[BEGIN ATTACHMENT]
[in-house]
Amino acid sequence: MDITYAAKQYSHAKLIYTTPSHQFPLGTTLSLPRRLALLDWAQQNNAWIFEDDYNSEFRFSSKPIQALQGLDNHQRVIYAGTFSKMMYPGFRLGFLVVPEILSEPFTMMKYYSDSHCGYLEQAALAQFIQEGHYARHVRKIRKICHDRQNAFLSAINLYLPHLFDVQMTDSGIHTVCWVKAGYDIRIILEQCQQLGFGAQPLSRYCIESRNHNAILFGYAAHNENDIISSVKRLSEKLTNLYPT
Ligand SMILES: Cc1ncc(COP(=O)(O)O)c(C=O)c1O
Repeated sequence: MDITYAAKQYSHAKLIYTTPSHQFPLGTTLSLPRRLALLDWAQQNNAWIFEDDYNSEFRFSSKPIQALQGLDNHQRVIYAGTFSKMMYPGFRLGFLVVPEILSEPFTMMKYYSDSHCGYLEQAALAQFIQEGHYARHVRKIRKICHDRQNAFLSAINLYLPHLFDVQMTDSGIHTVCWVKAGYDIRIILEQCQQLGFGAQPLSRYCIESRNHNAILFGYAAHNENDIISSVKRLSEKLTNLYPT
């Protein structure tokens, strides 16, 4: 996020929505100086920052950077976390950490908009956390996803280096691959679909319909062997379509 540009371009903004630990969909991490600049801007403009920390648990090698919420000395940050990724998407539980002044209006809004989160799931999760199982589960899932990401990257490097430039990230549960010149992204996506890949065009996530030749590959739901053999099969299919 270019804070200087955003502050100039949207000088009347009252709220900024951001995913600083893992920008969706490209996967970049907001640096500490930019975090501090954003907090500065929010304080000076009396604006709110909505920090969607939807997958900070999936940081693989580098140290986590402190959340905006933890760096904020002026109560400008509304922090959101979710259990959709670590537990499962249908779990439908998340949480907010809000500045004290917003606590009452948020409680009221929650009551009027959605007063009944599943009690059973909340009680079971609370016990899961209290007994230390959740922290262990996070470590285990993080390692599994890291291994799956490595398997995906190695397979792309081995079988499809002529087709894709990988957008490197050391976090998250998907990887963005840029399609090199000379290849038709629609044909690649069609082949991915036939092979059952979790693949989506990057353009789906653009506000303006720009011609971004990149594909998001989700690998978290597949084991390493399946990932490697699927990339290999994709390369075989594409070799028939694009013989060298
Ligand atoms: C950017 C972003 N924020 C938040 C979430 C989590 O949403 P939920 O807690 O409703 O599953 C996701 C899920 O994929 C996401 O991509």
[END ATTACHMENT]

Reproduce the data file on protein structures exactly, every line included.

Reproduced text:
[in-house]
Amino acid sequence: MDITYAAKQYSHAKLIYTTPSHQFPLGTTLSLPRRLALLDWAQQNNAWIFEDDYNSEFRFSSKPIQALQGLDNHQRVIYAGTFSKMMYPGFRLGFLVVPEILSEPFTMMKYYSDSHCGYLEQAALAQFIQEGHYARHVRKIRKICHDRQNAFLSAINLYLPHLFDVQMTDSGIHTVCWVKAGYDIRIILEQCQQLGFGAQPLSRYCIESRNHNAILFGYAAHNENDIISSVKRLSEKLTNLYPT
Ligand SMILES: Cc1ncc(COP(=O)(O)O)c(C=O)c1O
Repeated sequence: MDITYAAKQYSHAKLIYTTPSHQFPLGTTLSLPRRLALLDWAQQNNAWIFEDDYNSEFRFSSKPIQALQGLDNHQRVIYAGTFSKMMYPGFRLGFLVVPEILSEPFTMMKYYSDSHCGYLEQAALAQFIQEGHYARHVRKIRKICHDRQNAFLSAINLYLPHLFDVQMTDSGIHTVCWVKAGYDIRIILEQCQQLGFGAQPLSRYCIESRNHNAILFGYAAHNENDIISSVKRLSEKLTNLYPT
């Protein structure tokens, strides 16, 4: 996020929505100086920052950077976390950490908009956390996803280096691959679909319909062997379509 540009371009903004630990969909991490600049801007403009920390648990090698919420000395940050990724998407539980002044209006809004989160799931999760199982589960899932990401990257490097430039990230549960010149992204996506890949065009996530030749590959739901053999099969299919 270019804070200087955003502050100039949207000088009347009252709220900024951001995913600083893992920008969706490209996967970049907001640096500490930019975090501090954003907090500065929010304080000076009396604006709110909505920090969607939807997958900070999936940081693989580098140290986590402190959340905006933890760096904020002026109560400008509304922090959101979710259990959709670590537990499962249908779990439908998340949480907010809000500045004290917003606590009452948020409680009221929650009551009027959605007063009944599943009690059973909340009680079971609370016990899961209290007994230390959740922290262990996070470590285990993080390692599994890291291994799956490595398997995906190695397979792309081995079988499809002529087709894709990988957008490197050391976090998250998907990887963005840029399609090199000379290849038709629609044909690649069609082949991915036939092979059952979790693949989506990057353009789906653009506000303006720009011609971004990149594909998001989700690998978290597949084991390493399946990932490697699927990339290999994709390369075989594409070799028939694009013989060298
Ligand atoms: C950017 C972003 N924020 C938040 C979430 C989590 O949403 P939920 O807690 O409703 O599953 C996701 C899920 O994929 C996401 O991509």